First tip- you need to have a vision that is extremely strong- something you can literally feel tangibly in your mind. You see it, you know what it feels like once you achieve it and you need to visualise every single one of these things because the journey is never easy. Being able to see that vision clearly will keep you moving forward and will stop you from throwing in the towel.

Secondly, unless you feel passionate about it, don’t do it. The passion is the other element that will keep you going and will help you to wake up in the morning, it will fuel and motivate you. There are things in the world that can inspire us but only you can motivate yourself, if you are not passionate about something, it is very hard for you to achieve it.

Finally enjoy the journey, at each stage that you achieve something, you always have to acknowledge it and celebrate every single win, and celebrating the small wins is what will make the times that seem difficult, easier as it would remind you- if I could overcome this, then I could do the next thing! 

CHECK OUT: 

IG: wildseedbotanicals, neffyfrofro
W: wildseedbotanicals.com

Thanks for reading, stay blessed!

All About My Braids Part 2

“Outer beauty attracts, but inner beauty captivates”

Welcome back to a new post readers !

Today I decided to blog about braids yet again! I realised from my last post in February, that there is yet so much to delve into about the topic surrounding braids, yet it isn’t really explored that much. So this post pretty much explains the history and backgrounds of braids and how it has transformed into what it is in 2018.

Looking at the origination of braids, we have to look at Africa, particularly West Africa. In the villages, hair was known to act as a statement. Based on your hair, a person could tell your background, family roots, location and so much more information about you just by the styles and the presentation of your braided hairstyle.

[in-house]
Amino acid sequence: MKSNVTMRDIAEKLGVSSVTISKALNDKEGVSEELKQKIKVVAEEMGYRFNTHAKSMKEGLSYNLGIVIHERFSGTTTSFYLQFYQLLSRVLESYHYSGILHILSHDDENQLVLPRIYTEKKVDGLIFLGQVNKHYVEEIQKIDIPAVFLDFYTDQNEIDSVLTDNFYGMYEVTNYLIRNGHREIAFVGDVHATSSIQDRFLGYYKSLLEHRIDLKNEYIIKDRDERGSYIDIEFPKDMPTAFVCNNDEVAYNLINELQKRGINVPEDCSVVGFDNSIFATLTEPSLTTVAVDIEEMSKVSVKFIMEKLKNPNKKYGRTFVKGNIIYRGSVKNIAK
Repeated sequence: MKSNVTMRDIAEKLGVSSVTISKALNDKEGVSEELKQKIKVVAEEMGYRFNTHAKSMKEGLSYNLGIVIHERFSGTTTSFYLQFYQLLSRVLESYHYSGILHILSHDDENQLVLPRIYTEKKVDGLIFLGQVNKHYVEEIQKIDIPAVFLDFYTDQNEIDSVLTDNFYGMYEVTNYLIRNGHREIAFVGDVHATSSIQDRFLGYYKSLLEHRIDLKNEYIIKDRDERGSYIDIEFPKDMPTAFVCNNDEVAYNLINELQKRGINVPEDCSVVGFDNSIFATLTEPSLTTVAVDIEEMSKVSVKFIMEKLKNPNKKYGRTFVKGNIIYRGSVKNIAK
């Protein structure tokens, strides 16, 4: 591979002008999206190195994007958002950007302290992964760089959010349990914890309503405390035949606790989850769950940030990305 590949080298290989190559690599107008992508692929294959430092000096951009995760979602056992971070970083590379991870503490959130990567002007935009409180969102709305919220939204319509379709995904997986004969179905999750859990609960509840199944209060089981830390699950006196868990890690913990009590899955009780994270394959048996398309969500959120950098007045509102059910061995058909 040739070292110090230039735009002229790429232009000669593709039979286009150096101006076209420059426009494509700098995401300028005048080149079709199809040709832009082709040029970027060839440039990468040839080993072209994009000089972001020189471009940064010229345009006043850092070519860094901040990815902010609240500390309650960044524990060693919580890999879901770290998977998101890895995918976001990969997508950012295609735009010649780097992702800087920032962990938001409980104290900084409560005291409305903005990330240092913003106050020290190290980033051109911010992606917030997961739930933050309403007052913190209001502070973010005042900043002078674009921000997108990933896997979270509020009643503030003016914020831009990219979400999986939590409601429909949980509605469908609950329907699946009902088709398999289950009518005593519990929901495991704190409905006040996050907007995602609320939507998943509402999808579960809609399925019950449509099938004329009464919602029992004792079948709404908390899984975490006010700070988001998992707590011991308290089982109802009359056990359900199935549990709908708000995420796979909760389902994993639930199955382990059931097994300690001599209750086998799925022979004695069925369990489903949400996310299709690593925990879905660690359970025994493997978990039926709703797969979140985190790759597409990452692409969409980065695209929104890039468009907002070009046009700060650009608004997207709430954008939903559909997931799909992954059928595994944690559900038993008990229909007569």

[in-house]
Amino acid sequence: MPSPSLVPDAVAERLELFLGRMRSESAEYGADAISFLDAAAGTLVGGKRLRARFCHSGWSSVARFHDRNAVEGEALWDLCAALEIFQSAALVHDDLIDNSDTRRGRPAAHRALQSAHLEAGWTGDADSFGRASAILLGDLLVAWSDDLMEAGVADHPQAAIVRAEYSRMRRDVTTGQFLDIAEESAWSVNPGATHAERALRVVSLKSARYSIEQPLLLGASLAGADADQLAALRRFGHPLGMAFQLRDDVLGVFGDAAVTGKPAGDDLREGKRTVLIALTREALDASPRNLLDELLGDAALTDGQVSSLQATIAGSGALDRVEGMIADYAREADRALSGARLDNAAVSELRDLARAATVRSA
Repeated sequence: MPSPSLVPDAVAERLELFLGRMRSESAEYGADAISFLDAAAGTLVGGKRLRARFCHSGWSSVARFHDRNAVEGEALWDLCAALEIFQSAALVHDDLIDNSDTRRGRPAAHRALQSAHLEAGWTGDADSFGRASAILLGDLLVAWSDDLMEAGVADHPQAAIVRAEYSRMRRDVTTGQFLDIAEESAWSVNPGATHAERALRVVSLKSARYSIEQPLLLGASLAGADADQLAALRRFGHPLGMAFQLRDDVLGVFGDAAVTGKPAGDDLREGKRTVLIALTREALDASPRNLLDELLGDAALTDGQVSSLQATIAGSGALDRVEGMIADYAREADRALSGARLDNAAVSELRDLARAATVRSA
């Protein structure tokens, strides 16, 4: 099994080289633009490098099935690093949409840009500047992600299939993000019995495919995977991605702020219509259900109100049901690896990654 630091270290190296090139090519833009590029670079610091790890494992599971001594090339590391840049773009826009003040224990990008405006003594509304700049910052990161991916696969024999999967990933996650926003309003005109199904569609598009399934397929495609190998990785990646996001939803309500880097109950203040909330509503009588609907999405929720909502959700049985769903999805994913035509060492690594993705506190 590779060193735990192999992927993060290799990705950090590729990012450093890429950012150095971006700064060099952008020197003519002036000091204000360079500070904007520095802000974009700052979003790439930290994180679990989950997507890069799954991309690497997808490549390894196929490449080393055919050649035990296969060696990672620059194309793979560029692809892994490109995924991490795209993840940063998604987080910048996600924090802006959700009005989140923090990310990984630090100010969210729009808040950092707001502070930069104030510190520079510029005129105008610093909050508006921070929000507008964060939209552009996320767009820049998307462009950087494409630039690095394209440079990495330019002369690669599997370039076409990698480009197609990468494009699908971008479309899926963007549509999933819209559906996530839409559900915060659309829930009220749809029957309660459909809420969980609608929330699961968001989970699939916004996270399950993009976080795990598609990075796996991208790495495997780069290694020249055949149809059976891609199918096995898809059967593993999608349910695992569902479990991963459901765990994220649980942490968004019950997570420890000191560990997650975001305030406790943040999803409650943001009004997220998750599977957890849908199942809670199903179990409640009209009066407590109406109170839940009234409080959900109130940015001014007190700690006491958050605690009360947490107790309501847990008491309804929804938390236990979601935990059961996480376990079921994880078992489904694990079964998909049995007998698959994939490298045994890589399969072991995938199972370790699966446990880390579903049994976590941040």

This is why when the Trans Atlantic slave trade occurred, many women’s heads were shaved for sanitary reasons, meaning they lost a part of their heritage and identity.

However as slavery ended around the 50’s, the black power movement’s in America stemming from the civil rights movements encouraged a “Black Consciousness” out of black women to recognise their roots and their hair as being just as acceptable as the typical European style.

So, in comparison to 2018, where braids are appreciated even more than ever! Why are we still talking about them? The true fact is, that deep down oppression of braids still occurs today. I spoke on a previous post about the topic of Cultural Appropriation and how trends and lifestyles typically known to be created by black people are adopted by another culture. Although it may not be out in the open, it still exists.

Braids are no longer seen as something used for portraying an identity, rather it is used for styling and social media purposes. Which isn’t necessarily a negative thing, however it can mainly be misinterpreted as a muse to boost social media followings on pages. Again, isn’t a bad thing, as it is showcasing the many talents of hairdressers around the world. So I guess it is at a point where it is neither negative or positive. Views on the purposes of braids are completely subjective.

I believe it is up to us as older women to not only educate the younger generation about their roots but to encourage them to recognise it as their original identity, stemming back from centuries. I guess because it is what’s in fashion alongside other styles such as wigs and sew-ins, but at the end of the day it is nice to know where your heritage come from.